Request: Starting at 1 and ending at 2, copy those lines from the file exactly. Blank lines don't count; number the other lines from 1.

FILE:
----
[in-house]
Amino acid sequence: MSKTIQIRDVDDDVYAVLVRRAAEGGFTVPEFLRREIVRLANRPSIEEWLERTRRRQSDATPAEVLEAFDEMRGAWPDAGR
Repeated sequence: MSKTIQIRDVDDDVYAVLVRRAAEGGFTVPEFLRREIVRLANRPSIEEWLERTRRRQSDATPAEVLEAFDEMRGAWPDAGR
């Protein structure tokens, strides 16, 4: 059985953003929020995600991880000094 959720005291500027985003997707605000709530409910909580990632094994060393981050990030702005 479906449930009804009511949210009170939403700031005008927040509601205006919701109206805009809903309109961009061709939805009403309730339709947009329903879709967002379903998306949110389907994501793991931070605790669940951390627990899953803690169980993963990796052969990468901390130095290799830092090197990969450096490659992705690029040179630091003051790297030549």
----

[in-house]
Amino acid sequence: MSKTIQIRDVDDDVYAVLVRRAAEGGFTVPEFLRREIVRLANRPSIEEWLERTRRRQSDATPAEVLEAFDEMRGAWPDAGR